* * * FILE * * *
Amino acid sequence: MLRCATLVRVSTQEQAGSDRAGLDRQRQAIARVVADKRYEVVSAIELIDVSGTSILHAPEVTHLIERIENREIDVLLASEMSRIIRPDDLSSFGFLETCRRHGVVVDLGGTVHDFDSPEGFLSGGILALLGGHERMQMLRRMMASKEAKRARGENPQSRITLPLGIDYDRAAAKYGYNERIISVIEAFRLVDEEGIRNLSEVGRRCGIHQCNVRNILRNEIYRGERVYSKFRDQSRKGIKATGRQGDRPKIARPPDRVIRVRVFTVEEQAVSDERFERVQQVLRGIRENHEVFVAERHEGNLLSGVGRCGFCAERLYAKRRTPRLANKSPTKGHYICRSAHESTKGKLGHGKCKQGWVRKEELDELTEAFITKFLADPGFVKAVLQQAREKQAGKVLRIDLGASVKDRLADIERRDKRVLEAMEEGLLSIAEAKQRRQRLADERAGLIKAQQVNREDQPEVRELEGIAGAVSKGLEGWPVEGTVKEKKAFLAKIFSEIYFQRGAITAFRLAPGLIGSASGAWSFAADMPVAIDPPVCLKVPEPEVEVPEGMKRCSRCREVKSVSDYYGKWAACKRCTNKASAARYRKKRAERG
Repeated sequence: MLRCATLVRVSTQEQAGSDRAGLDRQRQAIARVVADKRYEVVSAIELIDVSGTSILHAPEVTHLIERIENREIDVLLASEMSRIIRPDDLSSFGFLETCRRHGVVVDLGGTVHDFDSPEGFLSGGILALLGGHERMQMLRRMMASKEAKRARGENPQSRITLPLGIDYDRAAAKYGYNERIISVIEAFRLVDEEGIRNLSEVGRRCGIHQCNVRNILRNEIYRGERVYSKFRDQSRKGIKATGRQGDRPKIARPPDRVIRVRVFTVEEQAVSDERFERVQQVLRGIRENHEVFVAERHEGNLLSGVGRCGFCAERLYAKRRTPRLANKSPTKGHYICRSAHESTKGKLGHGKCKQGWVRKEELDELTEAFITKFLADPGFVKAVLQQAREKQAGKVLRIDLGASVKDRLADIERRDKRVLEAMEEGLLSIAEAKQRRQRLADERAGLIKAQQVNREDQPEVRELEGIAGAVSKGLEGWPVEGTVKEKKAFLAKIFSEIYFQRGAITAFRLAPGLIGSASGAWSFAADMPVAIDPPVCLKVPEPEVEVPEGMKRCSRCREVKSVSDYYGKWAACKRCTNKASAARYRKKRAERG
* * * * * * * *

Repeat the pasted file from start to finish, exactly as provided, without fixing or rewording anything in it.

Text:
Amino acid sequence: MLRCATLVRVSTQEQAGSDRAGLDRQRQAIARVVADKRYEVVSAIELIDVSGTSILHAPEVTHLIERIENREIDVLLASEMSRIIRPDDLSSFGFLETCRRHGVVVDLGGTVHDFDSPEGFLSGGILALLGGHERMQMLRRMMASKEAKRARGENPQSRITLPLGIDYDRAAAKYGYNERIISVIEAFRLVDEEGIRNLSEVGRRCGIHQCNVRNILRNEIYRGERVYSKFRDQSRKGIKATGRQGDRPKIARPPDRVIRVRVFTVEEQAVSDERFERVQQVLRGIRENHEVFVAERHEGNLLSGVGRCGFCAERLYAKRRTPRLANKSPTKGHYICRSAHESTKGKLGHGKCKQGWVRKEELDELTEAFITKFLADPGFVKAVLQQAREKQAGKVLRIDLGASVKDRLADIERRDKRVLEAMEEGLLSIAEAKQRRQRLADERAGLIKAQQVNREDQPEVRELEGIAGAVSKGLEGWPVEGTVKEKKAFLAKIFSEIYFQRGAITAFRLAPGLIGSASGAWSFAADMPVAIDPPVCLKVPEPEVEVPEGMKRCSRCREVKSVSDYYGKWAACKRCTNKASAARYRKKRAERG
Repeated sequence: MLRCATLVRVSTQEQAGSDRAGLDRQRQAIARVVADKRYEVVSAIELIDVSGTSILHAPEVTHLIERIENREIDVLLASEMSRIIRPDDLSSFGFLETCRRHGVVVDLGGTVHDFDSPEGFLSGGILALLGGHERMQMLRRMMASKEAKRARGENPQSRITLPLGIDYDRAAAKYGYNERIISVIEAFRLVDEEGIRNLSEVGRRCGIHQCNVRNILRNEIYRGERVYSKFRDQSRKGIKATGRQGDRPKIARPPDRVIRVRVFTVEEQAVSDERFERVQQVLRGIRENHEVFVAERHEGNLLSGVGRCGFCAERLYAKRRTPRLANKSPTKGHYICRSAHESTKGKLGHGKCKQGWVRKEELDELTEAFITKFLADPGFVKAVLQQAREKQAGKVLRIDLGASVKDRLADIERRDKRVLEAMEEGLLSIAEAKQRRQRLADERAGLIKAQQVNREDQPEVRELEGIAGAVSKGLEGWPVEGTVKEKKAFLAKIFSEIYFQRGAITAFRLAPGLIGSASGAWSFAADMPVAIDPPVCLKVPEPEVEVPEGMKRCSRCREVKSVSDYYGKWAACKRCTNKASAARYRKKRAERG